Sucker punch

I feel the air whoosh right out of my gut when my sacred beliefs are mocked.  Truly – physically painful.  I can’t help but wonder, Can they do that?? Can they SAY that??  It just seems so…wrong.

I watched the Tony Awards last night – a bloated affair of self-congratulatory narcissists who pride themselves on their open-mindedness.  Look, I love musicals.  And plays.  And movies.  I buy into the admiration of those who pretend for a living.

But there was just this icky feeling about the entire show, from the first song (Not just for gays anymore) to the celebration of the grand success of Trey Parker and Matt Stone’s The Book of Mormon Musical, I just felt so squirmy and uncomfortable.

No – I haven’t seen the musical.  But from the moment I heard about it, I felt that sucker punch in my gut.  Apparently it is the most vulgar and crass production ever on Broadway.  49 uses of the f-word.  In one play.


When I see the actors portraying missionaries with the symbolically significant name tags on their white shirts – it hurts.  I have had three missionaries serve the LDS church, and I know how sacred those tags are to them.  Once a missionary has been released from his mission, the name tag is tucked carefully away, precious to the one who wore it.

Once one of my younger boys wanted to be a missionary for Halloween and asked his older brother if he could wear his plaque.  The older brother explained its sacred significance and the plaque remained tucked away where it belonged.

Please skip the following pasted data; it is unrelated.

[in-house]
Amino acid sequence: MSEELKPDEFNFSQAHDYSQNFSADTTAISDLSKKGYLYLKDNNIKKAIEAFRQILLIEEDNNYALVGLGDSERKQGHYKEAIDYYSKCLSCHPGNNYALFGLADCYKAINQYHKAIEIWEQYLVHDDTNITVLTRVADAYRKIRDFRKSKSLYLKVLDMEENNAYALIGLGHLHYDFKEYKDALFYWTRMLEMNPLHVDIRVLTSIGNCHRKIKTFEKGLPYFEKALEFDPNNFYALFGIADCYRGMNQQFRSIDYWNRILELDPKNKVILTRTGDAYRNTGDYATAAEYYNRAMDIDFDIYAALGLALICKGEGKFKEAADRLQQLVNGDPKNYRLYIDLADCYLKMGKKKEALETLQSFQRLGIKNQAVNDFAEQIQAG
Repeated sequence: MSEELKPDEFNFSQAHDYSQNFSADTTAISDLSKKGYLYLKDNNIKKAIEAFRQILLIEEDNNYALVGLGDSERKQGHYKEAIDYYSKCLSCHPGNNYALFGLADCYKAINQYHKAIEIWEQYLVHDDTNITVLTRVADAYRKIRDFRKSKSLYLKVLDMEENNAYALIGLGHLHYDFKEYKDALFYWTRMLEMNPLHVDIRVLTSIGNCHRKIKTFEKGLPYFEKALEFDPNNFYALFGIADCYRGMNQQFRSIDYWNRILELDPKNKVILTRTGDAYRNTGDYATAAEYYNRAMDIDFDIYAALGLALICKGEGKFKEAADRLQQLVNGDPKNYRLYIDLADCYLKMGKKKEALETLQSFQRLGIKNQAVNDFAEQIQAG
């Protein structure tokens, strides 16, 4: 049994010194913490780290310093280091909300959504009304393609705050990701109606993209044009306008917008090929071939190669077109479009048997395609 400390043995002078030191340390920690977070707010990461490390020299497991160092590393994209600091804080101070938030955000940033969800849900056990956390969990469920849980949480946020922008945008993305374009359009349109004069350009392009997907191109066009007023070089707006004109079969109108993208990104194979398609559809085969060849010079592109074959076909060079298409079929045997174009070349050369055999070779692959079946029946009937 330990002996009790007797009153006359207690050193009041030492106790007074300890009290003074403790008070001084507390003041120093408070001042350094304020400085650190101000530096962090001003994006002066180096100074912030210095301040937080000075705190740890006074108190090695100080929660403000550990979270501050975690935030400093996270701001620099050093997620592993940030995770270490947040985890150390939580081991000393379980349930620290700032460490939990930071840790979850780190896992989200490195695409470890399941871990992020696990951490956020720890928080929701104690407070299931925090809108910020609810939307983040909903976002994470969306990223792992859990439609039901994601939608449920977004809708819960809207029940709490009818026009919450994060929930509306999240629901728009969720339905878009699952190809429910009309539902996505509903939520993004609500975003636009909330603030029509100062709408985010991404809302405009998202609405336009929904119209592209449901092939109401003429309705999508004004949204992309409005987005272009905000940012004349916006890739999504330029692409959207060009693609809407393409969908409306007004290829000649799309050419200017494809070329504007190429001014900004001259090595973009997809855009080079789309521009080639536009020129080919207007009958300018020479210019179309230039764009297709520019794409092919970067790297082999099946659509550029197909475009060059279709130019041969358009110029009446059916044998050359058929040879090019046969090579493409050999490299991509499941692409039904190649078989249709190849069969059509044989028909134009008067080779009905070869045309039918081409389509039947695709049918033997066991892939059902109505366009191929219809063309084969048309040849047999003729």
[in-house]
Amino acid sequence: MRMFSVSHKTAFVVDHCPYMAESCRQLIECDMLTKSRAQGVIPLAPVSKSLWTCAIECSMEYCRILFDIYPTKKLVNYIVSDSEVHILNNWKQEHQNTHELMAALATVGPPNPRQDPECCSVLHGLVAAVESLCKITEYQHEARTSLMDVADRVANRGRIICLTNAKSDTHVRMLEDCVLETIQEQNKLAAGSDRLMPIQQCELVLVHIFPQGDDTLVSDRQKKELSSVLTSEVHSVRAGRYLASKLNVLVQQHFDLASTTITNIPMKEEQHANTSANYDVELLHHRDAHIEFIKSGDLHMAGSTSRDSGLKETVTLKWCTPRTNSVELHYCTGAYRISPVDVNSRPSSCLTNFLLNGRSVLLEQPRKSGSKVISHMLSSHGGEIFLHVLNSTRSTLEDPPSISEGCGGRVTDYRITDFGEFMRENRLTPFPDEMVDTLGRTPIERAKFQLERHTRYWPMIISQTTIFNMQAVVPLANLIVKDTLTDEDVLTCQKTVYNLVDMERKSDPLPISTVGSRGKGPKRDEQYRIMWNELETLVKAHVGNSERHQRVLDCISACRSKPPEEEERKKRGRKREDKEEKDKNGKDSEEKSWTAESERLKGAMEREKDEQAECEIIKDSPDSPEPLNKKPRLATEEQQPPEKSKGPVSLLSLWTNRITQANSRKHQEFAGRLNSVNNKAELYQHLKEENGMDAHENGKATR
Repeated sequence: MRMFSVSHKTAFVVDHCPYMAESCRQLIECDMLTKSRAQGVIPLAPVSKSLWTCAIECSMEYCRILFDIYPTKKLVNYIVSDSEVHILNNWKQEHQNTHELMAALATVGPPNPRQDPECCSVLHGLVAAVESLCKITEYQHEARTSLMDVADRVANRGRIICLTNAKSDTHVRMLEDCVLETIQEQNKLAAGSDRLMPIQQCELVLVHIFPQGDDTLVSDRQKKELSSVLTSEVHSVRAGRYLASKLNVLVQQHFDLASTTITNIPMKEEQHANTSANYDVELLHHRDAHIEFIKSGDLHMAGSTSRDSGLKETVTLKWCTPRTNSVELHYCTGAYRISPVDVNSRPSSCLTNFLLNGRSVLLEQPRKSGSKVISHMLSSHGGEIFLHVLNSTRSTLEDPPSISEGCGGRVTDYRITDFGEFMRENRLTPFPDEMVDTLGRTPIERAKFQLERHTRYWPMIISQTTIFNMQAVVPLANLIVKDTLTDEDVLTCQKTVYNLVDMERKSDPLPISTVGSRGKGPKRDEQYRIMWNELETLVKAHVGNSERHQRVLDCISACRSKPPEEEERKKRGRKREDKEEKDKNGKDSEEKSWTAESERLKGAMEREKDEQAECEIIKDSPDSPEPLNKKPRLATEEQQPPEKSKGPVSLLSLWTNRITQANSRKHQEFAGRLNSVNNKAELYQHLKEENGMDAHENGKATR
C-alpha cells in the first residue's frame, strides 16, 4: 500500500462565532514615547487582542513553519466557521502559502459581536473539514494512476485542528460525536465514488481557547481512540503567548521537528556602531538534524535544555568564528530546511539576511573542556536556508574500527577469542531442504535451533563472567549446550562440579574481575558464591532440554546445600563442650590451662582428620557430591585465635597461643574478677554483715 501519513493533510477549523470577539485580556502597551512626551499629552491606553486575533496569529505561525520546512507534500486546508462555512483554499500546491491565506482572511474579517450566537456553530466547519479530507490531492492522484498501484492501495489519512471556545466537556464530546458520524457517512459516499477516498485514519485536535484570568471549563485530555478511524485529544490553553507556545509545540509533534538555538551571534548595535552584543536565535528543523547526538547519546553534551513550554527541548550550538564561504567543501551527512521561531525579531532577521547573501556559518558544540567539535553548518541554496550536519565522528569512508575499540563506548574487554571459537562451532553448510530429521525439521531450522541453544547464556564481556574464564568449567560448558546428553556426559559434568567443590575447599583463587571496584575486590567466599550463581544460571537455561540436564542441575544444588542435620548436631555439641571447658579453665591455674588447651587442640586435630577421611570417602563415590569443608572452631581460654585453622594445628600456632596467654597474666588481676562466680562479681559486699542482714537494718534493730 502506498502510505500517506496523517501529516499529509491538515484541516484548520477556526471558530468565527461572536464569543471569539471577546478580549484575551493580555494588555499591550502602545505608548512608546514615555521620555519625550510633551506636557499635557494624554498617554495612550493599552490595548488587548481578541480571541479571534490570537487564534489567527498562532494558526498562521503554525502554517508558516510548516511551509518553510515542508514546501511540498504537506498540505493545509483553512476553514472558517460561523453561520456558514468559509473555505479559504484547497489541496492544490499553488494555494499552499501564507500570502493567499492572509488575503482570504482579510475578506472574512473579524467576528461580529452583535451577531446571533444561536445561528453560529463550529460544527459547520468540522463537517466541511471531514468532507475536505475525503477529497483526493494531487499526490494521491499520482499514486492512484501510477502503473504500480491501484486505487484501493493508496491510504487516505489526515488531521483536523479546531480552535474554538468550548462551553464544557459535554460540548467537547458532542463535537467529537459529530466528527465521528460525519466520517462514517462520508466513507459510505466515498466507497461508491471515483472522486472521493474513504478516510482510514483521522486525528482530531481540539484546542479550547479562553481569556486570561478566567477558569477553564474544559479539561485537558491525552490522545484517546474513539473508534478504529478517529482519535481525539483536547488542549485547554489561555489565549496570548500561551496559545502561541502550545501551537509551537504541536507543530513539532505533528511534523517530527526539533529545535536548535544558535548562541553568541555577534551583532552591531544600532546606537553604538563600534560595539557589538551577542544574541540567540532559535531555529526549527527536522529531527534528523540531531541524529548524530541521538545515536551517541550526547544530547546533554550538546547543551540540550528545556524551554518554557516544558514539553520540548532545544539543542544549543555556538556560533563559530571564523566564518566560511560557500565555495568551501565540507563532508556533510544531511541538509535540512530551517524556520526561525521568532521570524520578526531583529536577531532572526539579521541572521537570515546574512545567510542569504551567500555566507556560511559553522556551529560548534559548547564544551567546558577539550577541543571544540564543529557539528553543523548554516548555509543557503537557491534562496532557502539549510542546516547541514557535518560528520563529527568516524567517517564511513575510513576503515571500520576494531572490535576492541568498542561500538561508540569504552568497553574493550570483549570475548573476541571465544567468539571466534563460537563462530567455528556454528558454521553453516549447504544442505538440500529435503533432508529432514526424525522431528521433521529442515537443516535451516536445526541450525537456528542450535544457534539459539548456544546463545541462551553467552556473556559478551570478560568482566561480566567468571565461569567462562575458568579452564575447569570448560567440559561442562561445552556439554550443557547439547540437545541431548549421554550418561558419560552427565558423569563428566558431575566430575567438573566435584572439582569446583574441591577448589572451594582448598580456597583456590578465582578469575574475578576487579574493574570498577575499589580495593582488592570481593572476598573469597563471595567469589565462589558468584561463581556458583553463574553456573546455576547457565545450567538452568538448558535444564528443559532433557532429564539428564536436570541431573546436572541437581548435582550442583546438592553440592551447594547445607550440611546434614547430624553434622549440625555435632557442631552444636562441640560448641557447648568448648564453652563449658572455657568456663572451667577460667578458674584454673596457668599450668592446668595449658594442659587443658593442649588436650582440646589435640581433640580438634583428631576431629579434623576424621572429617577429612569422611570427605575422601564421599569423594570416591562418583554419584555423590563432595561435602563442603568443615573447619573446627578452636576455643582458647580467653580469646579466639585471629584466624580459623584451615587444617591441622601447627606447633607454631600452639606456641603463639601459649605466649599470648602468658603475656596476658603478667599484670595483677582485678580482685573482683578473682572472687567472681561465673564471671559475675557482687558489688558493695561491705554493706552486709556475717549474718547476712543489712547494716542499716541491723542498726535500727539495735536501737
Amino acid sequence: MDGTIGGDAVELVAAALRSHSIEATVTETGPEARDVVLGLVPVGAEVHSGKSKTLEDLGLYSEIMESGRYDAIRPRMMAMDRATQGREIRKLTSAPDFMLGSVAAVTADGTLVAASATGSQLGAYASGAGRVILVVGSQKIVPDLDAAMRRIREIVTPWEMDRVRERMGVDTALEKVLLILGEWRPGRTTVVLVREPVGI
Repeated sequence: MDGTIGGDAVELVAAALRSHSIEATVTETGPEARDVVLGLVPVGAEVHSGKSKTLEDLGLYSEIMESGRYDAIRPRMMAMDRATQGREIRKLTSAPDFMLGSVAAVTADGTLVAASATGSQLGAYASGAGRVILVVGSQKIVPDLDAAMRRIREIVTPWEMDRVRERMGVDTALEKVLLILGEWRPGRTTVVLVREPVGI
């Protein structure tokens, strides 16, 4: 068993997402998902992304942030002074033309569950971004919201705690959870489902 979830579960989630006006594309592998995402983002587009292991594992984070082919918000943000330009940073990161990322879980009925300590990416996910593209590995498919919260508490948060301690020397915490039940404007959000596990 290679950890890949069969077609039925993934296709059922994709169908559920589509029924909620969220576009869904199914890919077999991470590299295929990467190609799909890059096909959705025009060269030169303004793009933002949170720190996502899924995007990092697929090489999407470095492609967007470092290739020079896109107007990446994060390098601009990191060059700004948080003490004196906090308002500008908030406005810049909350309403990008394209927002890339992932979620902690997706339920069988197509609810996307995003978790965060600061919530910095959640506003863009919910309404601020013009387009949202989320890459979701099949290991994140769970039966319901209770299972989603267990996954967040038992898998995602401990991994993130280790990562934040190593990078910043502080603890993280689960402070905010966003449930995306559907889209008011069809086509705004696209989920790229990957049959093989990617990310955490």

Weird to those who don’t understand, but the plaque is sacred.  Precious to those who’ve worn it.

But I have to wonder…Is there a purpose in this?  Will the success of the Best Musical 2011 The Book of Mormon bring more good to the LDS Church than it does pain to my heart and the hearts of millions who believe?  Think about it – who would have ever thought the word “Mormon” would be said at the Tony Awards EVER?  Now think about how many times it was said – 14 nominations and 9 awards.  This can be good, right?

There is a quiet non-LDS outcry amidst the critical outpouring of love for the musical.  How can the mocking of religion be so warmly embraced?  What if it were The Koran, or The Torah?  Can you imagine?  And from what I’ve read, the portrayal of Ugandans is blatantly racist.  Some suggest that Ugandans have a greater reason to be offended than Mormons.

So, the LDS church has non-LDS support.  What about those who see the play who wonder – what is this all about?  Someone suggested on another site that the mission president in New York should have missionaries standing outside the theater handing out copies of the Book of Mormon:  “You’ve seen the play, now read the book.”

Why does that sound rather appealing to me?  I would never want one of my boys subjected to the kind of crudity they would undoubtedly encounter in such a situation, though.

But…good thought.

Michael Otterson wrote an amazing piece in the Washington Post from the Latter-day Saint perspective.  My favorite part – when he pointed out that the creators of The Book of Mormon Musical spent seven years writing it, and Otterson listed what the church had done in Africa during those seven years.

Here’s the really weird thing – during the Tony Awards, one of the songs from the musical was performed.  The actor portrayed a missionary who was struggling with his faith.  The song is called “I Believe.”

Don’t judge me, but I kind of liked it.  And to be honest, most of what was said was fairly accurate about what and how I believe.  Of course there were mistakes in theology, but surprisingly few and surprisingly minor.